There is nothing original about the “parent with cancer” dramatic comedy. And Chris Kelly, the writer and director of “Other People,” seems to know that.
His Sundance hit, about a mom with cancer, is not a revolutionary movie, but it is well-acted and perceptive. The specificity of his characters raises the film above the maudlin notes of a movie of the week.
David (Jesse Plemons) is having a bad year. Sure, he wrote a winning comedy pilot, but it didn’t get picked up, and he just ended things with his boyfriend, Paul (Zach Woods). David leaves New York for Sacramento, where his parents live, because his mom, Joanne (Molly Shannon), has a terrible form of cancer.
Everyone understands she is going to die. (The chemo does nothing.) David acts brave for his mother, while he fumbles through his interactions with his father, Norman (Bradley Whitford), since Norman never quite accepted his son’s sexuality.
David’s family is not effusive. They would rather keep their problems buried, out of fear of embarrassing one another. David hates living at home — there is a running gag about his daily indignities — and yet he is a kindhearted man who wants what’s best for his mother.
The scenes where he indulges himself, either through dating or a night out with friends, are where “Other People” finds its soul. Cancer is terrible for whoever suffers through it, but it’s no picnic for the rest of the family, either.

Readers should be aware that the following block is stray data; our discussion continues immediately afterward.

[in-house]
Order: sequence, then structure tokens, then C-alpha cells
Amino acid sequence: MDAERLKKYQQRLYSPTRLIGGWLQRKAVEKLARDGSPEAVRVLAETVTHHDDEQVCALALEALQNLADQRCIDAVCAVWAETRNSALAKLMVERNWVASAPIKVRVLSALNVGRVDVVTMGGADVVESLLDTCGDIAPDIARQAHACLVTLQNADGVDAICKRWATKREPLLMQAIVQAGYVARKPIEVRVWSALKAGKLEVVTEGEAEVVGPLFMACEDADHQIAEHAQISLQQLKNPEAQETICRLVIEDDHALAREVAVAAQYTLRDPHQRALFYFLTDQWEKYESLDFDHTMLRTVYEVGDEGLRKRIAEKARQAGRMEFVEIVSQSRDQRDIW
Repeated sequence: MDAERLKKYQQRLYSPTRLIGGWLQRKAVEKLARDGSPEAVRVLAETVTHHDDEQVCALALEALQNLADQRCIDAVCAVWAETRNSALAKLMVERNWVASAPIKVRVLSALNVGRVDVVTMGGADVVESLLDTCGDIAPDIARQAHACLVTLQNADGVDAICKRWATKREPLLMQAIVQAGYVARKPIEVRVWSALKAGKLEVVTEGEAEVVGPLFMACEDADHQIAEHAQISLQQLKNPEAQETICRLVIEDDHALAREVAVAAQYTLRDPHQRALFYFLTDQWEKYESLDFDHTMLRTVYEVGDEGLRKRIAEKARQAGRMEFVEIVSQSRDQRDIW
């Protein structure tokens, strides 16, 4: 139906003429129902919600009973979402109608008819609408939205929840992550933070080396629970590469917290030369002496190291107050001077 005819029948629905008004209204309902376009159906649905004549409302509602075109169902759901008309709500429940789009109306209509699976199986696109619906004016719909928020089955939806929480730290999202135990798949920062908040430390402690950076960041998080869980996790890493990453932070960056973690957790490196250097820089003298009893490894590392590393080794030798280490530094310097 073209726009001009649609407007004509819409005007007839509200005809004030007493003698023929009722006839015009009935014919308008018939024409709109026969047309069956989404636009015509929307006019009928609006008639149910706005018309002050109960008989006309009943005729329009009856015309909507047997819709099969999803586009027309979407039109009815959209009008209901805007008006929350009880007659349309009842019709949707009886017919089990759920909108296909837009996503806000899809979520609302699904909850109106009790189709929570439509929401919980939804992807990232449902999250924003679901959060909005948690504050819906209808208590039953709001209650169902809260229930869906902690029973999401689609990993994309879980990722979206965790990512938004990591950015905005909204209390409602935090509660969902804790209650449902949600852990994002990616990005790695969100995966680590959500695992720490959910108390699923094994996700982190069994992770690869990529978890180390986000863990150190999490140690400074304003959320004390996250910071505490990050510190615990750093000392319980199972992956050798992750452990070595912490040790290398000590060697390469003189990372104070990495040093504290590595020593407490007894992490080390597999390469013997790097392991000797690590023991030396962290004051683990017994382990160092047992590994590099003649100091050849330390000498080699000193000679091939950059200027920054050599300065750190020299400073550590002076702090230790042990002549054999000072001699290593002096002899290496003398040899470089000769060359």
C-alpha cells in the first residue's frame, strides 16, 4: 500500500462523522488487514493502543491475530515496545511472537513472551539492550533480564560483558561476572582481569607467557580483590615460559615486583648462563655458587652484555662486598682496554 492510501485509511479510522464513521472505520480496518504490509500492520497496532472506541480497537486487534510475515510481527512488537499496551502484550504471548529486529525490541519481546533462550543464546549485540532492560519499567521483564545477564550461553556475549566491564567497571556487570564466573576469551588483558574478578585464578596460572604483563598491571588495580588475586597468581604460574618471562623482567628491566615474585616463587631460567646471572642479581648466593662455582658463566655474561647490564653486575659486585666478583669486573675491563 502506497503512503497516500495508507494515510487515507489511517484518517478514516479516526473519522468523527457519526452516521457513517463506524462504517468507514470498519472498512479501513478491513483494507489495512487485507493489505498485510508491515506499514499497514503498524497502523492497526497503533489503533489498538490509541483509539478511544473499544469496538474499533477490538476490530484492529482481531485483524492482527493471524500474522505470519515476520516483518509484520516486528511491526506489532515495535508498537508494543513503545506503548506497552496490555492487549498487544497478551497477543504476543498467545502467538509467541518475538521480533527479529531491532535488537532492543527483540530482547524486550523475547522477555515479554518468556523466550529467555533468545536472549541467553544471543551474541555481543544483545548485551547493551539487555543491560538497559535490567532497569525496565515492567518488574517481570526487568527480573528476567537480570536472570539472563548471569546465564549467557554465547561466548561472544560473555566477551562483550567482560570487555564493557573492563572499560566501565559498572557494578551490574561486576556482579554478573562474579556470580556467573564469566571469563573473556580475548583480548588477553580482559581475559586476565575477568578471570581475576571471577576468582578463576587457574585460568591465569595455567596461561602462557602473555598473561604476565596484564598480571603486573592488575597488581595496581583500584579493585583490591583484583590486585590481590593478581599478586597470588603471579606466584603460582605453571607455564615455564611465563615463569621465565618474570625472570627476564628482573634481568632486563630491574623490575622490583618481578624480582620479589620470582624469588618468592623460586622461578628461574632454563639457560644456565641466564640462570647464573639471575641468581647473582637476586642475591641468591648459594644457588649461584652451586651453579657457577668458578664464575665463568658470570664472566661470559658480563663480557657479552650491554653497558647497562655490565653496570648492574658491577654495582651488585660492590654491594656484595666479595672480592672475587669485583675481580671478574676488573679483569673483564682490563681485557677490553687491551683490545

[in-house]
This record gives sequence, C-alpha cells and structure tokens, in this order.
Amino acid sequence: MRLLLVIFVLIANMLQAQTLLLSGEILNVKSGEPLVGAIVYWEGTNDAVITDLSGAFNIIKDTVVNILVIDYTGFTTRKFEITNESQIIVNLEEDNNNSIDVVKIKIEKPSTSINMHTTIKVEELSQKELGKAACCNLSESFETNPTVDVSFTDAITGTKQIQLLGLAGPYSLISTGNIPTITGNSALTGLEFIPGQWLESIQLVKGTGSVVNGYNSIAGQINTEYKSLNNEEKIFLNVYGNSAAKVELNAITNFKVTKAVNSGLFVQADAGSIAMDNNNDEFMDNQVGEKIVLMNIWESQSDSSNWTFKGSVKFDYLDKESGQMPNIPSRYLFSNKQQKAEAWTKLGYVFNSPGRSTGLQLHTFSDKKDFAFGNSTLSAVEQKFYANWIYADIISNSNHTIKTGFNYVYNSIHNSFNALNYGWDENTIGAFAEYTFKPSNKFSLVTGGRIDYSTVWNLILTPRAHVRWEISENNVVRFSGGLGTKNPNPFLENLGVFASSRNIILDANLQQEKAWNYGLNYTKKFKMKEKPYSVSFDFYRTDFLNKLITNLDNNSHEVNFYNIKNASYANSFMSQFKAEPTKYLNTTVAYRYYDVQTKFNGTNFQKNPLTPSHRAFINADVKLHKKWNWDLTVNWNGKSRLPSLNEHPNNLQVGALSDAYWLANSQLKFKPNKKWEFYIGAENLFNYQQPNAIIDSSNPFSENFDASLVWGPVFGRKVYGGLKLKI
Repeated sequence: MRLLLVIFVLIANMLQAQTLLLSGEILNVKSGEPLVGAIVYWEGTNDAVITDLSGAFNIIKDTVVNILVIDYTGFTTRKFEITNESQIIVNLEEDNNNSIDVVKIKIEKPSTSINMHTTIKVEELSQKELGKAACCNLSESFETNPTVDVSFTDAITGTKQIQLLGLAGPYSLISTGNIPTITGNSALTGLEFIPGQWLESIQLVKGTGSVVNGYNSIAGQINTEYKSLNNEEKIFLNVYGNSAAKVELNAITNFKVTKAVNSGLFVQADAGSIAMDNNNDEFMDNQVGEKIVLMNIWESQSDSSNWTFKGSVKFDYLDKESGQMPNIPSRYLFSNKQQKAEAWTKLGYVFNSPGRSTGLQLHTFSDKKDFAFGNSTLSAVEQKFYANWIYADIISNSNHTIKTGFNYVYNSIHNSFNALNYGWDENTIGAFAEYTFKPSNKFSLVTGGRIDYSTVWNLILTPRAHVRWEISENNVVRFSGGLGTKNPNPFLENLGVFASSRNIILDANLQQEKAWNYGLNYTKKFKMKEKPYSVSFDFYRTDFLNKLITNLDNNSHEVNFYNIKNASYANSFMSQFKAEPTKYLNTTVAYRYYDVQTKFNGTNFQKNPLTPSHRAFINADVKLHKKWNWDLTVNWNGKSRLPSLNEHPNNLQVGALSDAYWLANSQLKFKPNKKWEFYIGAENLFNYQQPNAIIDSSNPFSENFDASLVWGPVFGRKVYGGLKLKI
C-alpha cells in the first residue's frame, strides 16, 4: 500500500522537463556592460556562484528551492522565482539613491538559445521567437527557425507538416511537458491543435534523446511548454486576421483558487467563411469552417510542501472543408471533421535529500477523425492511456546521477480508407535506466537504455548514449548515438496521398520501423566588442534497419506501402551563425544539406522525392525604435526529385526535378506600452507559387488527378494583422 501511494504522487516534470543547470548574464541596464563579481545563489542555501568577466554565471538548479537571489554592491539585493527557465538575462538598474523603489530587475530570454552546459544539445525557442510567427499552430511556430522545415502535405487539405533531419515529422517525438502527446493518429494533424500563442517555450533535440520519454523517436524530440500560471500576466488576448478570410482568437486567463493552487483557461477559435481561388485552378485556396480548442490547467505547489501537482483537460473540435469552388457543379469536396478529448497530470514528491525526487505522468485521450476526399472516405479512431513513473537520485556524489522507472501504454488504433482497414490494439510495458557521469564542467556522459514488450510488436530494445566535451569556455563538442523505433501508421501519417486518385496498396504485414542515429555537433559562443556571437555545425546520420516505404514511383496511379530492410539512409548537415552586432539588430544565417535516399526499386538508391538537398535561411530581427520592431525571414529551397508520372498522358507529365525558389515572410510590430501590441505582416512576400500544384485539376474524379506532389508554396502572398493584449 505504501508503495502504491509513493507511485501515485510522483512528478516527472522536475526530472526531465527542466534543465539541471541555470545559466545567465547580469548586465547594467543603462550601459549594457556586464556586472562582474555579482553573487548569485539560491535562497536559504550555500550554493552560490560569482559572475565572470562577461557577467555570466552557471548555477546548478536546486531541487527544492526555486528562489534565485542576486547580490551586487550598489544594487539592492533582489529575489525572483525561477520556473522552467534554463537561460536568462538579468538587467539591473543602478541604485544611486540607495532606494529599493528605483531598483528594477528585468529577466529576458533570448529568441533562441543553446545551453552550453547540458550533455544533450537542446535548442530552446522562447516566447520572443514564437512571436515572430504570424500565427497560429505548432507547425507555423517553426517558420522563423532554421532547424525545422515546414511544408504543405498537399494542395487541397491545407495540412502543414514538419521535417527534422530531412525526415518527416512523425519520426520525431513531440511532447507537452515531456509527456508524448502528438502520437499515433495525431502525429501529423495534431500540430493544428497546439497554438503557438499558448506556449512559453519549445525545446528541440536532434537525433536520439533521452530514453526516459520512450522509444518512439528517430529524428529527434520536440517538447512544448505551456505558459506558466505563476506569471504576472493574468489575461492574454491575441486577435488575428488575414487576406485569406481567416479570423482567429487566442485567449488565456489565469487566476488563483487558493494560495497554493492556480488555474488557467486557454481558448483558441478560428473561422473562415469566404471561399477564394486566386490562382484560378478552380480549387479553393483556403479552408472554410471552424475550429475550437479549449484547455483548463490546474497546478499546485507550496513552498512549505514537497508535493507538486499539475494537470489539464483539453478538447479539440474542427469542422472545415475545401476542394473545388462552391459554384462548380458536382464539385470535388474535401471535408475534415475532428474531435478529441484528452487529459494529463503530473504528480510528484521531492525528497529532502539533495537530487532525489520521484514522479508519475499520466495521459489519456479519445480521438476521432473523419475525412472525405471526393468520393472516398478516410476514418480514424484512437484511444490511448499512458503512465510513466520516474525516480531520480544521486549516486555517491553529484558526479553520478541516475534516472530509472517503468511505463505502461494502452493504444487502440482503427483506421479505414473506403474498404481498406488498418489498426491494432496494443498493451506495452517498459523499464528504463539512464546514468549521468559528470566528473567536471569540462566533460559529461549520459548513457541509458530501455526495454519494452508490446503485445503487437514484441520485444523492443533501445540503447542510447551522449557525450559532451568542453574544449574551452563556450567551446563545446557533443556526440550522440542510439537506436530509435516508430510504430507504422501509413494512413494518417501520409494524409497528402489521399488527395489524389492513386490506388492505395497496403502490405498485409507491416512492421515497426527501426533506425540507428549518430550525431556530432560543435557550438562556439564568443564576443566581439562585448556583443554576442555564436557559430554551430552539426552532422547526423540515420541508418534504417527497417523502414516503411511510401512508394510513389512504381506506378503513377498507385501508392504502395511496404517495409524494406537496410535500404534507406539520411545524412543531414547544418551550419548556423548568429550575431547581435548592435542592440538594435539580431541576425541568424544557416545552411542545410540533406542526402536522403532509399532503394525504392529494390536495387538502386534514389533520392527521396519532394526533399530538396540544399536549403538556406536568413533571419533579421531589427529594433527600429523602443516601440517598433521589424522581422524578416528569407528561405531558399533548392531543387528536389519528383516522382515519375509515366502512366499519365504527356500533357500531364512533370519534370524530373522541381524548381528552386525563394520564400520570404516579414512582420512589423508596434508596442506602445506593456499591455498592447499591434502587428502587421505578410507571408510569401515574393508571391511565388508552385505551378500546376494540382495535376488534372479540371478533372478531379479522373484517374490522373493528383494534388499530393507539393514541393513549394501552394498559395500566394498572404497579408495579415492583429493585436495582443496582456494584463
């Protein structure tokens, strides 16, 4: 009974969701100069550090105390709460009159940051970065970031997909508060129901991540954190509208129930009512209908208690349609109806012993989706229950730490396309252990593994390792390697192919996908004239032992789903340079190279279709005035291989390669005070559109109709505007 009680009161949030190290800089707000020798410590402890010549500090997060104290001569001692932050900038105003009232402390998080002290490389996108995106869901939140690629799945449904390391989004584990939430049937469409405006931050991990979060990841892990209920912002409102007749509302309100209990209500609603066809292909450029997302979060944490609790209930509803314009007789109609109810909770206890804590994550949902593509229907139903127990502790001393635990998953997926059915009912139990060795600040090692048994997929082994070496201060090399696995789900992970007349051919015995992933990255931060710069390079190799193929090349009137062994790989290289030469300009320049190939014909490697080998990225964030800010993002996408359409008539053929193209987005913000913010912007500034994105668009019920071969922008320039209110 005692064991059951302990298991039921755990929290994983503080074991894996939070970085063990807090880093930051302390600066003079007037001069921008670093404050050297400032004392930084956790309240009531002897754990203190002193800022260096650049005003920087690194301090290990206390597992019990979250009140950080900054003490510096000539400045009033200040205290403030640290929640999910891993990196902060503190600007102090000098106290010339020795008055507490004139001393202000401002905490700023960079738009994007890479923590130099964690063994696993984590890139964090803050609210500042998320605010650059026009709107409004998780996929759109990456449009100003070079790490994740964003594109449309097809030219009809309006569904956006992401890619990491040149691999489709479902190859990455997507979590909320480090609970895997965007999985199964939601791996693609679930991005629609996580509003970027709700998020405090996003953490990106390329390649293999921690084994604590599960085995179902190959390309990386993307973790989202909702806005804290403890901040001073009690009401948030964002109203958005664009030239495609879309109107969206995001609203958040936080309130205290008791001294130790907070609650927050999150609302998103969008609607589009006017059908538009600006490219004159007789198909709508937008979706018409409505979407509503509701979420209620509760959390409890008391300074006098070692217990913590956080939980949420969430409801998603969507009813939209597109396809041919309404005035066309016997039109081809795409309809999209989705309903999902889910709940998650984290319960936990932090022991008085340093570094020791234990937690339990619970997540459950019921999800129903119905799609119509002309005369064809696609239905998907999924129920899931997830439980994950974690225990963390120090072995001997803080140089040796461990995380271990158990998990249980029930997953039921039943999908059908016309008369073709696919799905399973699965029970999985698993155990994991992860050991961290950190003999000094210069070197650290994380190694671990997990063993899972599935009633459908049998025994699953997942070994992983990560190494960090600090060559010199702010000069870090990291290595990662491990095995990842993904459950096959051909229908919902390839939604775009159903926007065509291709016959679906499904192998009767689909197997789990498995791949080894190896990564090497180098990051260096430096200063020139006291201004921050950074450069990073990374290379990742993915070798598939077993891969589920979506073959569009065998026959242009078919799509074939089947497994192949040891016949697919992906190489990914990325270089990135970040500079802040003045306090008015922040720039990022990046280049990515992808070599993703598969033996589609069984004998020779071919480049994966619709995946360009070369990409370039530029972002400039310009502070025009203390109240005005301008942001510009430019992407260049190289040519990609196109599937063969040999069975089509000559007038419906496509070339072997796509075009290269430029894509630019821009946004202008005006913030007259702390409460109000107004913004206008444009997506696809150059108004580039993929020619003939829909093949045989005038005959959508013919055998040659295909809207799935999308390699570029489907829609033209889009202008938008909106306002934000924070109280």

All of the actors are pitch-perfect. Plemons is a natural everyman who cannot fathom how he’s stuck in situations that are beneath him. Shannon downplays Joanne’s fear and suffering, which makes us care for her more deeply.
Joanne loses her voice as she approaches death, and Shannon resists the easy impulse by keeping her character annoyed — even bored — by her disease. Whitford’s Norman is a good-natured man, basically, except he’s also terrible to his son, who needs him. When David finally confronts him, it’s fascinating to see how a father struggles with his own intolerance and genuine affection.
“Other People” is downright studious in how it avoids cliche and the temptation to make its audience cry. Kelly is a natural comic writer, letting scenes play out so the outcomes are organic, never forced. Poignancy is a difficult thing to achieve, since it can come off as inauthentic or dumb. “Other People” gets there because David, Norman and Joanne do not want our pity.
(At Screenland Crossroads.)
Not rated. Time: 1:37.